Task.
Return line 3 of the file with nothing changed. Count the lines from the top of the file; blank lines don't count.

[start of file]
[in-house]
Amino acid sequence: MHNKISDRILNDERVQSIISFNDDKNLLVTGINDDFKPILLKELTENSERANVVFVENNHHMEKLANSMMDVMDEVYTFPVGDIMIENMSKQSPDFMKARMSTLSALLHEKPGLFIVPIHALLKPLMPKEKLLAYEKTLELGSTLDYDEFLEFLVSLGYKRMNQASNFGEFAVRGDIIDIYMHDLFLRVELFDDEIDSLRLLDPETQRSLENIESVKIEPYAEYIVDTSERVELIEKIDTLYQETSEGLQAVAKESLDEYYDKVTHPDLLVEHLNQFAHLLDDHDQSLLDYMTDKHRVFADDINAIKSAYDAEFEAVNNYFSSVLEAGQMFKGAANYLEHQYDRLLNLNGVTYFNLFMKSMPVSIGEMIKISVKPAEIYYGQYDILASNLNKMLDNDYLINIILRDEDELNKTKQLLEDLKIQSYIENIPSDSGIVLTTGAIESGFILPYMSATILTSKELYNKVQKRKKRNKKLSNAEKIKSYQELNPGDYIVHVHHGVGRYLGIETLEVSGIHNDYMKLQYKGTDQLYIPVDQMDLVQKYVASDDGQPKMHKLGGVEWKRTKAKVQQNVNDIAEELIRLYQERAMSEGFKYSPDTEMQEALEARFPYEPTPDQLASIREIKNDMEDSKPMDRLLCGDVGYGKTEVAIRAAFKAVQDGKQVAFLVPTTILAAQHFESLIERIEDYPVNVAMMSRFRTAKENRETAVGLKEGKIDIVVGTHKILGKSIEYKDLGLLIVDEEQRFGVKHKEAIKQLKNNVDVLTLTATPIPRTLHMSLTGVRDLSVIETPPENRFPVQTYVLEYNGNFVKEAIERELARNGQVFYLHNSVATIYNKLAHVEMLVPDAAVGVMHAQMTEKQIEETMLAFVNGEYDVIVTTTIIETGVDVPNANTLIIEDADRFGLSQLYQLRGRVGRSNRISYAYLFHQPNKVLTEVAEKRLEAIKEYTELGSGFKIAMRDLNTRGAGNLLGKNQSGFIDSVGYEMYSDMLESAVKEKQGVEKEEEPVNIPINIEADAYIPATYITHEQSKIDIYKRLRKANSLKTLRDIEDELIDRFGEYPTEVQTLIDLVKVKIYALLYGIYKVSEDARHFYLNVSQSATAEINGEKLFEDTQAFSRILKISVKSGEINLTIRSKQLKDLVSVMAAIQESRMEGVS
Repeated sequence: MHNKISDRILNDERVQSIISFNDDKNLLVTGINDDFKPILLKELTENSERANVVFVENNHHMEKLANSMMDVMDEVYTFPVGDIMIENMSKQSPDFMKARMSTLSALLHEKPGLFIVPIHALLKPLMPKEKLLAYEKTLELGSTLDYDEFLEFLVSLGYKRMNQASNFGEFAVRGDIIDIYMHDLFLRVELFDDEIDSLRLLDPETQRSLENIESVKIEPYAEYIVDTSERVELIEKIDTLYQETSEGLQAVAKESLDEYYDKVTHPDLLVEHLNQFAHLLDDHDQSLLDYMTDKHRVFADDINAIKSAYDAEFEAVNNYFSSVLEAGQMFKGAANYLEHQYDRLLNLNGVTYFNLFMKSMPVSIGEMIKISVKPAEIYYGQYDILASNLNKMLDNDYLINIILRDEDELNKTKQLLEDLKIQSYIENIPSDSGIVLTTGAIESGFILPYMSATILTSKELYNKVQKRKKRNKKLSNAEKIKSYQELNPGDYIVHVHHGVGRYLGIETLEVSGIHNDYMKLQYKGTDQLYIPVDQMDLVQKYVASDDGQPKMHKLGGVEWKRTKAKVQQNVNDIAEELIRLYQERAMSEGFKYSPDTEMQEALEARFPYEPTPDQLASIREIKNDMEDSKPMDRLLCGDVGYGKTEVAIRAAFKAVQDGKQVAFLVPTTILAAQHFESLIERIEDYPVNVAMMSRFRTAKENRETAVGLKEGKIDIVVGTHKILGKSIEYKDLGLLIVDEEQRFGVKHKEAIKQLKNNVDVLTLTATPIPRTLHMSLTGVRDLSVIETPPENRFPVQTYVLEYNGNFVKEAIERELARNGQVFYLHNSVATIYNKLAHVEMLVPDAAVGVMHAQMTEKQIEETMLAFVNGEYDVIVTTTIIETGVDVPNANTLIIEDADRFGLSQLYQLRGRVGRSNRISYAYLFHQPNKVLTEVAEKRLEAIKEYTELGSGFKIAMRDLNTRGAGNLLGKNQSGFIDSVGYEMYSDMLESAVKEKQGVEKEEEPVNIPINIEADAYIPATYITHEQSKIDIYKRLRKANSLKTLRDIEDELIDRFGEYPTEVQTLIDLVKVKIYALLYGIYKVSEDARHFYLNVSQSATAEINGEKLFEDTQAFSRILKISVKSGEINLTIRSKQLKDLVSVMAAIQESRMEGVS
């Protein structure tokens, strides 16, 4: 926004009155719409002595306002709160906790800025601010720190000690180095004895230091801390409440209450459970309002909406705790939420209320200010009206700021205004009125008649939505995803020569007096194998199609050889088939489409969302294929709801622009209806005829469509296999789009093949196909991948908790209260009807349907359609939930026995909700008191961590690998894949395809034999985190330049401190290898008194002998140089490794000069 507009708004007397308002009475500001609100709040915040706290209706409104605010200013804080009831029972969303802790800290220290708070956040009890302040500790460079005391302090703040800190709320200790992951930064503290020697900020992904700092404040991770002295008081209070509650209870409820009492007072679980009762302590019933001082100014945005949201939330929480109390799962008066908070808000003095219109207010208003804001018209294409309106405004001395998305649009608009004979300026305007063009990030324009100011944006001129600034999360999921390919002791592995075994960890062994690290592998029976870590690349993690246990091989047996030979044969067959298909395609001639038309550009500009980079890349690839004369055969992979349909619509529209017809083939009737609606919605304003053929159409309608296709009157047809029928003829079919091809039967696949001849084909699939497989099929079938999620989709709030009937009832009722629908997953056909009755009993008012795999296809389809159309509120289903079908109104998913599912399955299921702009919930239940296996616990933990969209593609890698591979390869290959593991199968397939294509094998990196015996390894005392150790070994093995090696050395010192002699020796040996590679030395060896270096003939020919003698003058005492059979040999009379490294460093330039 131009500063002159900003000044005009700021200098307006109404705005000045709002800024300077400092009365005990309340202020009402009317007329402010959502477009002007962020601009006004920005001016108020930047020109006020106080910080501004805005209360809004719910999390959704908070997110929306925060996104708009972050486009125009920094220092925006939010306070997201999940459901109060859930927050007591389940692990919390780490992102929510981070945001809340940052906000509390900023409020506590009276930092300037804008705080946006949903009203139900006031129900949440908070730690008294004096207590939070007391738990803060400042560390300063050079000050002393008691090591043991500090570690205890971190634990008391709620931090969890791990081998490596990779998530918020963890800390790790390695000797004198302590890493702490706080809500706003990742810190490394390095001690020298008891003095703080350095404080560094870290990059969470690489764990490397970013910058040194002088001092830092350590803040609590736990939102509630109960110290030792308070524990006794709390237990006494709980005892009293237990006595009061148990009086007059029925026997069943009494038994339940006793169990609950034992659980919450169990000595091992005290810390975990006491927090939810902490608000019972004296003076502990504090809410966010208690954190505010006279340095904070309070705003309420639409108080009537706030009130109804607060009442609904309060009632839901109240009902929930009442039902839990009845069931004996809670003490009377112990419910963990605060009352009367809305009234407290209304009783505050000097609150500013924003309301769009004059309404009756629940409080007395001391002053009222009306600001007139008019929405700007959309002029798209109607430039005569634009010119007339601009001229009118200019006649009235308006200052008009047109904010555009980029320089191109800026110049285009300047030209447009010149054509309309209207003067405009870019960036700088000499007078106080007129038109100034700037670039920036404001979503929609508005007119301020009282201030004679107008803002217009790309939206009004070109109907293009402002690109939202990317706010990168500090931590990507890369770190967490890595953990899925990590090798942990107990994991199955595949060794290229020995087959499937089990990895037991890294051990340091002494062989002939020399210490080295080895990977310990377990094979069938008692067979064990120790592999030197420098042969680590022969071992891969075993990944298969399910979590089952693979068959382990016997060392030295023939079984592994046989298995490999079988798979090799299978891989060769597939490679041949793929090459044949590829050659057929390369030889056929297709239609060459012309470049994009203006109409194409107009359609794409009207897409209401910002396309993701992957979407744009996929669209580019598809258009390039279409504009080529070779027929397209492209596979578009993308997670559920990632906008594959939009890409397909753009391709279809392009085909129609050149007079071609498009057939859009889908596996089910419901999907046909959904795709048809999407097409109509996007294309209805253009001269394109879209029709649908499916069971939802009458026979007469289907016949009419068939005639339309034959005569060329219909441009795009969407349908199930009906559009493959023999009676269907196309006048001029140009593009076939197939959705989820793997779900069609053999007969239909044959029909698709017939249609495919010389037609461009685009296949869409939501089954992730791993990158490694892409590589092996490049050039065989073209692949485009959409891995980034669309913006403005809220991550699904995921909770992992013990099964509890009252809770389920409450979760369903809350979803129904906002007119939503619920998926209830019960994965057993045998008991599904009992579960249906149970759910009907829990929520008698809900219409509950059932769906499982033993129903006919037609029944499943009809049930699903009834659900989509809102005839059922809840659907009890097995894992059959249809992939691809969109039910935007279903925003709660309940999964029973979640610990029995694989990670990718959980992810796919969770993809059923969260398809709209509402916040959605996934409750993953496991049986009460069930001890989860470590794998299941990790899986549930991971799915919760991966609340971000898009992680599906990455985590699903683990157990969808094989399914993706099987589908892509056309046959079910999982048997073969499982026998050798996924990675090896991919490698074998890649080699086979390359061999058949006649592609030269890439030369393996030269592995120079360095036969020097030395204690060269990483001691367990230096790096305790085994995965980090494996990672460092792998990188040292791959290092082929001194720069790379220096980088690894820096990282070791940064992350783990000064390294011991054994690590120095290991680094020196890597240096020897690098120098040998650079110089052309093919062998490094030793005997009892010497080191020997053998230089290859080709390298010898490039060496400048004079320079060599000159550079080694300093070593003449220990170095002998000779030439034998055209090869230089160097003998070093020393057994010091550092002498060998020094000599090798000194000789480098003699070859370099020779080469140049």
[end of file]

Repeated sequence: MHNKISDRILNDERVQSIISFNDDKNLLVTGINDDFKPILLKELTENSERANVVFVENNHHMEKLANSMMDVMDEVYTFPVGDIMIENMSKQSPDFMKARMSTLSALLHEKPGLFIVPIHALLKPLMPKEKLLAYEKTLELGSTLDYDEFLEFLVSLGYKRMNQASNFGEFAVRGDIIDIYMHDLFLRVELFDDEIDSLRLLDPETQRSLENIESVKIEPYAEYIVDTSERVELIEKIDTLYQETSEGLQAVAKESLDEYYDKVTHPDLLVEHLNQFAHLLDDHDQSLLDYMTDKHRVFADDINAIKSAYDAEFEAVNNYFSSVLEAGQMFKGAANYLEHQYDRLLNLNGVTYFNLFMKSMPVSIGEMIKISVKPAEIYYGQYDILASNLNKMLDNDYLINIILRDEDELNKTKQLLEDLKIQSYIENIPSDSGIVLTTGAIESGFILPYMSATILTSKELYNKVQKRKKRNKKLSNAEKIKSYQELNPGDYIVHVHHGVGRYLGIETLEVSGIHNDYMKLQYKGTDQLYIPVDQMDLVQKYVASDDGQPKMHKLGGVEWKRTKAKVQQNVNDIAEELIRLYQERAMSEGFKYSPDTEMQEALEARFPYEPTPDQLASIREIKNDMEDSKPMDRLLCGDVGYGKTEVAIRAAFKAVQDGKQVAFLVPTTILAAQHFESLIERIEDYPVNVAMMSRFRTAKENRETAVGLKEGKIDIVVGTHKILGKSIEYKDLGLLIVDEEQRFGVKHKEAIKQLKNNVDVLTLTATPIPRTLHMSLTGVRDLSVIETPPENRFPVQTYVLEYNGNFVKEAIERELARNGQVFYLHNSVATIYNKLAHVEMLVPDAAVGVMHAQMTEKQIEETMLAFVNGEYDVIVTTTIIETGVDVPNANTLIIEDADRFGLSQLYQLRGRVGRSNRISYAYLFHQPNKVLTEVAEKRLEAIKEYTELGSGFKIAMRDLNTRGAGNLLGKNQSGFIDSVGYEMYSDMLESAVKEKQGVEKEEEPVNIPINIEADAYIPATYITHEQSKIDIYKRLRKANSLKTLRDIEDELIDRFGEYPTEVQTLIDLVKVKIYALLYGIYKVSEDARHFYLNVSQSATAEINGEKLFEDTQAFSRILKISVKSGEINLTIRSKQLKDLVSVMAAIQESRMEGVS